Is Roberts Court 'pro-business,' or not?

Experts disagree during UHLC discussion, but agree it's hard to categorize many decisions.

Ilya Shapiro of the Cato Institute states his case while Law Center Professor Aaron Bruhl takes notes during a debate on whether the Roberts Court is justifiably considered “pro-business.”

Ilya Shapiro of the Cato Institute states his case while Law Center Professor Aaron Bruhl takes notes during a debate on whether the Roberts Court is justifiably considered "pro-business." 

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March 20, 2013 – The professor and the U.S. Supreme Court analyst agreed on a number of points Tuesday in a debate at the University of Houston Law Center, but disagreed on the bottom line: Does the Roberts Court have a decided pro-business tilt?

Law Center Associate Professor Aaron Bruhl argued that a review of the court's record shows it generally favors business interests in broad structural cases concerning access to the litigation system and usually rules in the direction favored by the Chamber of Commerce. "It's not radical," he said during the lunch hour discussion sponsored by the Federalist Society, and it's not every case, but "something is going on."

"Why are we surprised?" he asked. "It's sort of like the pope being Catholic." Justices do have discretion in close cases to do what they think is best, he said, and the majority on the court today are Republicans. "Elections do have consequences," he said, adding if the court weren't pro-business, "I would say there is some dysfunction in our political process."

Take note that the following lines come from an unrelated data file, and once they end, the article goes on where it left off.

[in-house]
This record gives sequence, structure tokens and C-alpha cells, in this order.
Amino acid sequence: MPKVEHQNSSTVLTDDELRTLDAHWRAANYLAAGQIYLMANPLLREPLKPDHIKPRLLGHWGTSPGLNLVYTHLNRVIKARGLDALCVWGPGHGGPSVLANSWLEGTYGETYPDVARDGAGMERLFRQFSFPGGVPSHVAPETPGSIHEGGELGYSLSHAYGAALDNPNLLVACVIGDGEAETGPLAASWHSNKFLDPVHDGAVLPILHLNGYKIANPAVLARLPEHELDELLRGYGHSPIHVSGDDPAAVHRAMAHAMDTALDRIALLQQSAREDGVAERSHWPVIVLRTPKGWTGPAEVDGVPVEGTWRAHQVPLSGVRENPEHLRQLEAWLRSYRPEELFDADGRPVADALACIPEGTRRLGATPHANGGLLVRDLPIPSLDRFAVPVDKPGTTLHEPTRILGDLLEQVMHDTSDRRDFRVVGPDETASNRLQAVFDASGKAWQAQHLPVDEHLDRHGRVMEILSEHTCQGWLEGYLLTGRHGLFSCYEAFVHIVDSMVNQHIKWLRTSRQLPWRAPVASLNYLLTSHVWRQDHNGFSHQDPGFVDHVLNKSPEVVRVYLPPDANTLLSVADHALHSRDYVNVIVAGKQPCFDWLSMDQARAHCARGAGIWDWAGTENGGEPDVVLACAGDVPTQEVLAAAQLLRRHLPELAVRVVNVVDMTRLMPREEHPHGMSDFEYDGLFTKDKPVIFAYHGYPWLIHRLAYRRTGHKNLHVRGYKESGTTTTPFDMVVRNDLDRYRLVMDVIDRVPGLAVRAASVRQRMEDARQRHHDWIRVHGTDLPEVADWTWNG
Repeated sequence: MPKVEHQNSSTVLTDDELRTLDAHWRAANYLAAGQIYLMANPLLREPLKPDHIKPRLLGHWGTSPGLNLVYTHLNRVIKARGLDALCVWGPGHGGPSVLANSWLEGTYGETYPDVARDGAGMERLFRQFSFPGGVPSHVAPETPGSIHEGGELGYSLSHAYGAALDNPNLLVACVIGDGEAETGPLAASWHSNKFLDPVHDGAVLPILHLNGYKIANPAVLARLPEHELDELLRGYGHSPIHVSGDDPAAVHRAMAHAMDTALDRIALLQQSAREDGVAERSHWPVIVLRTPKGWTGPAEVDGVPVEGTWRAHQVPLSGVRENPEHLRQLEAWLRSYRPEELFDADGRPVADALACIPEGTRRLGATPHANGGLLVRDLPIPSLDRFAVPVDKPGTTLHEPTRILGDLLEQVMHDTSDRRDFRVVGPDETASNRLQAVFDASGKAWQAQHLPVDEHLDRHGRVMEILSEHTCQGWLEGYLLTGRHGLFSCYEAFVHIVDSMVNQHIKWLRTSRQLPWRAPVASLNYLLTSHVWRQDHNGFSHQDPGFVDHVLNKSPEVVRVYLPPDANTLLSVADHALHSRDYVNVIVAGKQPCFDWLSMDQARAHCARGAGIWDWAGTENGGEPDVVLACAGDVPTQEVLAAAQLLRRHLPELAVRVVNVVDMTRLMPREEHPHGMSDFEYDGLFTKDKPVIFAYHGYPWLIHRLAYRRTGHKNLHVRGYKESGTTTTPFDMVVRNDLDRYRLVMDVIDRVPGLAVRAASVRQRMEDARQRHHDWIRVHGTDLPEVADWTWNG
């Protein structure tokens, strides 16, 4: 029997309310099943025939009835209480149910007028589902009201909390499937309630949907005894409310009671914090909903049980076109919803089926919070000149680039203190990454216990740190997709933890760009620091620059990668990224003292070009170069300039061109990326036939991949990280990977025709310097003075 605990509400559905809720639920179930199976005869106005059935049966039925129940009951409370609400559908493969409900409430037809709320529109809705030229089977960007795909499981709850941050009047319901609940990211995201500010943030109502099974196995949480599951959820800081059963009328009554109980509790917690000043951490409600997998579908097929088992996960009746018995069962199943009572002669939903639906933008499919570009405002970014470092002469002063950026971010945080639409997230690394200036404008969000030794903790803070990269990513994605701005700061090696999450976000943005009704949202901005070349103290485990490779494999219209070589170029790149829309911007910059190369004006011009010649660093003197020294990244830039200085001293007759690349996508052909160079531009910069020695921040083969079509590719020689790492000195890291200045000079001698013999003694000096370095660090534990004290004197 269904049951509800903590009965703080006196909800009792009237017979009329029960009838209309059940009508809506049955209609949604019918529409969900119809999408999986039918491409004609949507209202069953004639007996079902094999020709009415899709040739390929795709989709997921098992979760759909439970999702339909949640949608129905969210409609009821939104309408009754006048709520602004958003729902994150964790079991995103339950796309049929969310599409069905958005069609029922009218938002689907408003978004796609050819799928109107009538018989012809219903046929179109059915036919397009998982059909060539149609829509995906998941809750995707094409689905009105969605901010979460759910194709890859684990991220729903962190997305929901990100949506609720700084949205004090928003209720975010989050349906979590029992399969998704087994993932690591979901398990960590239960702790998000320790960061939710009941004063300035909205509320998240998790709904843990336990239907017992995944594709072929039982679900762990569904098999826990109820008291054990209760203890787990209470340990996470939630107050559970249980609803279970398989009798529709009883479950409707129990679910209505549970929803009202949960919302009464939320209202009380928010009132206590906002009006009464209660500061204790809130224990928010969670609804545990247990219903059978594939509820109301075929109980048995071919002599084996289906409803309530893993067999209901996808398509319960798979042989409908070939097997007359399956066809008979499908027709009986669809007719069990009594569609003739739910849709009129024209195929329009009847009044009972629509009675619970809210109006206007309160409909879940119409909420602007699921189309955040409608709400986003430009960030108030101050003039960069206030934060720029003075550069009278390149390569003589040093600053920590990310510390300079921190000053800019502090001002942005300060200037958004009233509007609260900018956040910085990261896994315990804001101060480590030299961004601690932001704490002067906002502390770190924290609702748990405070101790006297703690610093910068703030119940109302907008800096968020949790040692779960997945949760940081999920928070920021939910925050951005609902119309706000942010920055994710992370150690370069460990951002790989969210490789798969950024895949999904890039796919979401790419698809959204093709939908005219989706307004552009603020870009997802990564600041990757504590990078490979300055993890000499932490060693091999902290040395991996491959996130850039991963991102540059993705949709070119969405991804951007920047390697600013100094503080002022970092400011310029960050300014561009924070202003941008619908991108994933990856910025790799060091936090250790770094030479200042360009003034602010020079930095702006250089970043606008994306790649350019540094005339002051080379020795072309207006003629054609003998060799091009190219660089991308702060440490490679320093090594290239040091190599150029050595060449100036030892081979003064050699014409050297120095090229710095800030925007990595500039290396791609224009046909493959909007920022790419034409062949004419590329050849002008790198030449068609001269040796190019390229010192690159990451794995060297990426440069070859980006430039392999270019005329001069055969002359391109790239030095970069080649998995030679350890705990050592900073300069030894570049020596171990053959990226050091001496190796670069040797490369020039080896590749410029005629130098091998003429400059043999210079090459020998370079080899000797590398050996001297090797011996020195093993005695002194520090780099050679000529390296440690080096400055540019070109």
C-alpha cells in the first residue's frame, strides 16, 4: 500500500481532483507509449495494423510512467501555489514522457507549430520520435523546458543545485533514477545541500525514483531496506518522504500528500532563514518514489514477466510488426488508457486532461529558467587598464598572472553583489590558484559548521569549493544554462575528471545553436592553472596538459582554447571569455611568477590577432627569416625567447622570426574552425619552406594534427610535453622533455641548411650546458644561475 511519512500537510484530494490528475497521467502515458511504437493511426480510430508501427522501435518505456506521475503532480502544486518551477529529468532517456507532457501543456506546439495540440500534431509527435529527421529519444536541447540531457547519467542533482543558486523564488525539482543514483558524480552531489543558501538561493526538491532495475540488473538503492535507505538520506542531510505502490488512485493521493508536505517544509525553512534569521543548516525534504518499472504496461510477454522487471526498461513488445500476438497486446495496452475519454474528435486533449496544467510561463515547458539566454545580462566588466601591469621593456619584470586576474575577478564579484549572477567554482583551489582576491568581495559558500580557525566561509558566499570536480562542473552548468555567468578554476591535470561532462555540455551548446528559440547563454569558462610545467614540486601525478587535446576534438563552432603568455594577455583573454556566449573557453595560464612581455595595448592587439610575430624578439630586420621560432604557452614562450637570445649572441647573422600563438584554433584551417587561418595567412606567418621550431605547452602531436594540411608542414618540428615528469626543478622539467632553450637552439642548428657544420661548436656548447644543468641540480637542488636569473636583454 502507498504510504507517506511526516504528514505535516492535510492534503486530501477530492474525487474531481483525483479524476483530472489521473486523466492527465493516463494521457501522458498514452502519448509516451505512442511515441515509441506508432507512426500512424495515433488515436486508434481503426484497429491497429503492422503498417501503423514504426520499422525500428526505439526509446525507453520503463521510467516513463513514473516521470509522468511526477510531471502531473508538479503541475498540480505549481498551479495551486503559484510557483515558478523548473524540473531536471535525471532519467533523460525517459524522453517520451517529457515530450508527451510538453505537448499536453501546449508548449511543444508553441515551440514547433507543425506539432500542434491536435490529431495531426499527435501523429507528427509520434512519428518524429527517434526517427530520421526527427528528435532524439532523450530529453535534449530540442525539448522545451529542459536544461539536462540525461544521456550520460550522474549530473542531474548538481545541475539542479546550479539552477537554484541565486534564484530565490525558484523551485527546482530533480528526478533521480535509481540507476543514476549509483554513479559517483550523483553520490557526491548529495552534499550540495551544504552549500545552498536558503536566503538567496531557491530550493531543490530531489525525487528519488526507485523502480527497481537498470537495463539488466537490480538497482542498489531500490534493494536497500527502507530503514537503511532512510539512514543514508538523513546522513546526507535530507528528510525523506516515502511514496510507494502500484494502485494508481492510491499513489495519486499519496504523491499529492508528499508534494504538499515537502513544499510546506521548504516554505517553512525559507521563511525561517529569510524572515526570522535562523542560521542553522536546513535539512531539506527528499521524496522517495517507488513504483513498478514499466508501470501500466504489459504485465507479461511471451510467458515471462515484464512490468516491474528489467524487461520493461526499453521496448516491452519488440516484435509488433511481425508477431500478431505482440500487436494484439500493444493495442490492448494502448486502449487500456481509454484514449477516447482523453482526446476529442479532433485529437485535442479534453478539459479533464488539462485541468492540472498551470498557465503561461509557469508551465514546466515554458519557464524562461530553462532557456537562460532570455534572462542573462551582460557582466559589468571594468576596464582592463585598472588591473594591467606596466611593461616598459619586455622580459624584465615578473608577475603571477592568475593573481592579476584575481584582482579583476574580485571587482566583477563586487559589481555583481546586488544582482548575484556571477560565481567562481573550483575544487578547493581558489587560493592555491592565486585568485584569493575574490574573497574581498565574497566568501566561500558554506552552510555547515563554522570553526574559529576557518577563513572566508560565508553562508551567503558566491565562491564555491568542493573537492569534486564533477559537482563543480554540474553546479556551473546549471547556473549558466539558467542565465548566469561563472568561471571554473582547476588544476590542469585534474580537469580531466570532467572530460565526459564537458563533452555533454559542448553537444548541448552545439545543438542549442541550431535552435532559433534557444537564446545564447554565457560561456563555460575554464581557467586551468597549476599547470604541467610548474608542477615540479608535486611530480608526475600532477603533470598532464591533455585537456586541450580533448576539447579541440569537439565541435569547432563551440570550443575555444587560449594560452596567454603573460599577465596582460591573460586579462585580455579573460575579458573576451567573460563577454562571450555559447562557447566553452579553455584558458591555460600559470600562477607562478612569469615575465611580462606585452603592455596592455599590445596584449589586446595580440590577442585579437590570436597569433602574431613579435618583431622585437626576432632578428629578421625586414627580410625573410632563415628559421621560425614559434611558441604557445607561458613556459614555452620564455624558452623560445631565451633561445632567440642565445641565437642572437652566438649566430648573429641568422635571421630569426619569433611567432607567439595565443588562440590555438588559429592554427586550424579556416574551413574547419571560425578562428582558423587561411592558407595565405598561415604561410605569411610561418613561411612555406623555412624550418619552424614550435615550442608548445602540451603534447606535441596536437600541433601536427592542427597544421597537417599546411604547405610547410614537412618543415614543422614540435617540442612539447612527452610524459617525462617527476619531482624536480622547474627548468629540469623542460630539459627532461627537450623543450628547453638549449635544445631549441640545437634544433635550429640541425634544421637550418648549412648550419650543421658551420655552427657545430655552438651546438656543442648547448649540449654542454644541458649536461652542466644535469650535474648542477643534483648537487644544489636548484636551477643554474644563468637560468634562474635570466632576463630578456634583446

Ilya Shapiro, Senior Fellow in Constitutional Studies and Editor-in-Chief of the Cato Supreme Court Reviewat the Cato Institute, disagreed with Bruhl's assessment of the court, saying its decisions vary wildly, are frequently unanimous, and often defy even a simple definition of what constitutes "pro-business."  Does it mean, he asked, that the court is pro-management, pro-stockholder, pro-market, anti-employee, anti-regulation?  "It often just comes down to disagreeing with a specific decision," he said. How do you categorize the court when some decisions, for instance, might hamper corporations while helping small businesses. "It can be very confusing, Shapiro said. "A discussion of business bias is just like a discussion of activism, it depends on how it is viewed."

Justices bring their own ideology and legal theory into play when deciding cases, Shapiro said, and it is far from a "nefarious bias" for the "big guy against the little guy."

Bruhl and Shapiro agreed that affixing a hard and fast label to the court is too simplistic. Sometimes, they said, it is even hard to determine who benefits from a particular decision. Rather than categorizing the court, Bruhl said, it would be better to look at each decision to see if it is "good or bad and why."

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